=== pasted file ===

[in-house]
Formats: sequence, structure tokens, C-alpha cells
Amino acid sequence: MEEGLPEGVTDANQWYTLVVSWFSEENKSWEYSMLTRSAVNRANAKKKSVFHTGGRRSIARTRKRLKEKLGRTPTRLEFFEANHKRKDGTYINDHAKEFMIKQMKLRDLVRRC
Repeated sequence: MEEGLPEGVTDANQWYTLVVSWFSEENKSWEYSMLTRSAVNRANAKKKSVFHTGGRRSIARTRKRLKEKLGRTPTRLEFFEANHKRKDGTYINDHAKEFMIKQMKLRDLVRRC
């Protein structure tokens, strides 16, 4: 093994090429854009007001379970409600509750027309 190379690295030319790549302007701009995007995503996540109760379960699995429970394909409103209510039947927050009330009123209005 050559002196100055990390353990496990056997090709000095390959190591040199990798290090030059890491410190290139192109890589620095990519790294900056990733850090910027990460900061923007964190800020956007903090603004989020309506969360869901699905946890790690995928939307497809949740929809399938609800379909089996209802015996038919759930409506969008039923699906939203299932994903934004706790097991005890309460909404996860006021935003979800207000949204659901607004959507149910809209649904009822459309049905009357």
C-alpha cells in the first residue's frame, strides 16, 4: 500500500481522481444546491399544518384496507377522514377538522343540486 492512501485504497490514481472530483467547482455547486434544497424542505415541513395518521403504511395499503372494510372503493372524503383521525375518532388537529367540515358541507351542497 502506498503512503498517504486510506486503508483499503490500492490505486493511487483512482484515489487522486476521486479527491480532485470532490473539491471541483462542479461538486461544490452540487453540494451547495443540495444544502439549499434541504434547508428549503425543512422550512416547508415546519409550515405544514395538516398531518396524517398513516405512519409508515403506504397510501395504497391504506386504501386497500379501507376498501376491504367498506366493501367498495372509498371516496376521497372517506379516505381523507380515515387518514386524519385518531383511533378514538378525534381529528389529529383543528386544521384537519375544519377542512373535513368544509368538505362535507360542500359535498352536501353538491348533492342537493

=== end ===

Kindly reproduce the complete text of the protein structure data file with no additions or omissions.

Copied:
[in-house]
Formats: sequence, structure tokens, C-alpha cells
Amino acid sequence: MEEGLPEGVTDANQWYTLVVSWFSEENKSWEYSMLTRSAVNRANAKKKSVFHTGGRRSIARTRKRLKEKLGRTPTRLEFFEANHKRKDGTYINDHAKEFMIKQMKLRDLVRRC
Repeated sequence: MEEGLPEGVTDANQWYTLVVSWFSEENKSWEYSMLTRSAVNRANAKKKSVFHTGGRRSIARTRKRLKEKLGRTPTRLEFFEANHKRKDGTYINDHAKEFMIKQMKLRDLVRRC
């Protein structure tokens, strides 16, 4: 093994090429854009007001379970409600509750027309 190379690295030319790549302007701009995007995503996540109760379960699995429970394909409103209510039947927050009330009123209005 050559002196100055990390353990496990056997090709000095390959190591040199990798290090030059890491410190290139192109890589620095990519790294900056990733850090910027990460900061923007964190800020956007903090603004989020309506969360869901699905946890790690995928939307497809949740929809399938609800379909089996209802015996038919759930409506969008039923699906939203299932994903934004706790097991005890309460909404996860006021935003979800207000949204659901607004959507149910809209649904009822459309049905009357």
C-alpha cells in the first residue's frame, strides 16, 4: 500500500481522481444546491399544518384496507377522514377538522343540486 492512501485504497490514481472530483467547482455547486434544497424542505415541513395518521403504511395499503372494510372503493372524503383521525375518532388537529367540515358541507351542497 502506498503512503498517504486510506486503508483499503490500492490505486493511487483512482484515489487522486476521486479527491480532485470532490473539491471541483462542479461538486461544490452540487453540494451547495443540495444544502439549499434541504434547508428549503425543512422550512416547508415546519409550515405544514395538516398531518396524517398513516405512519409508515403506504397510501395504497391504506386504501386497500379501507376498501376491504367498506366493501367498495372509498371516496376521497372517506379516505381523507380515515387518514386524519385518531383511533378514538378525534381529528389529529383543528386544521384537519375544519377542512373535513368544509368538505362535507360542500359535498352536501353538491348533492342537493